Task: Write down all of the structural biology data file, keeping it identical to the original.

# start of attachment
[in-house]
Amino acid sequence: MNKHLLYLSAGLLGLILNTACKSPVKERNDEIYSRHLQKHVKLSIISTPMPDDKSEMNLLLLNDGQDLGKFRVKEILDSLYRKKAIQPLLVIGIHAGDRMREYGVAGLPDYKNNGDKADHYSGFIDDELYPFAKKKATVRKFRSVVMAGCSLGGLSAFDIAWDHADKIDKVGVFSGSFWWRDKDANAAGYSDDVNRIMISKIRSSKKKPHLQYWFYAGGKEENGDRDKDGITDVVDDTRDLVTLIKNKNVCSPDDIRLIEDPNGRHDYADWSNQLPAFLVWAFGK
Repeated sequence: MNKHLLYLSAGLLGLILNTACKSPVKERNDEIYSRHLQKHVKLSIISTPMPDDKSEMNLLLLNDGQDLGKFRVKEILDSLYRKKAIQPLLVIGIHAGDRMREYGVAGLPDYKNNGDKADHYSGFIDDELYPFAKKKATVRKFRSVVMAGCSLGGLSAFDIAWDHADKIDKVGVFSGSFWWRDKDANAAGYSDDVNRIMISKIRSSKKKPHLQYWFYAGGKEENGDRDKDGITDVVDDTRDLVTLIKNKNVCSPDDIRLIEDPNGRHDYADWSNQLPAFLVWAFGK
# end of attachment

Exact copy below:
[in-house]
Amino acid sequence: MNKHLLYLSAGLLGLILNTACKSPVKERNDEIYSRHLQKHVKLSIISTPMPDDKSEMNLLLLNDGQDLGKFRVKEILDSLYRKKAIQPLLVIGIHAGDRMREYGVAGLPDYKNNGDKADHYSGFIDDELYPFAKKKATVRKFRSVVMAGCSLGGLSAFDIAWDHADKIDKVGVFSGSFWWRDKDANAAGYSDDVNRIMISKIRSSKKKPHLQYWFYAGGKEENGDRDKDGITDVVDDTRDLVTLIKNKNVCSPDDIRLIEDPNGRHDYADWSNQLPAFLVWAFGK
Repeated sequence: MNKHLLYLSAGLLGLILNTACKSPVKERNDEIYSRHLQKHVKLSIISTPMPDDKSEMNLLLLNDGQDLGKFRVKEILDSLYRKKAIQPLLVIGIHAGDRMREYGVAGLPDYKNNGDKADHYSGFIDDELYPFAKKKATVRKFRSVVMAGCSLGGLSAFDIAWDHADKIDKVGVFSGSFWWRDKDANAAGYSDDVNRIMISKIRSSKKKPHLQYWFYAGGKEENGDRDKDGITDVVDDTRDLVTLIKNKNVCSPDDIRLIEDPNGRHDYADWSNQLPAFLVWAFGK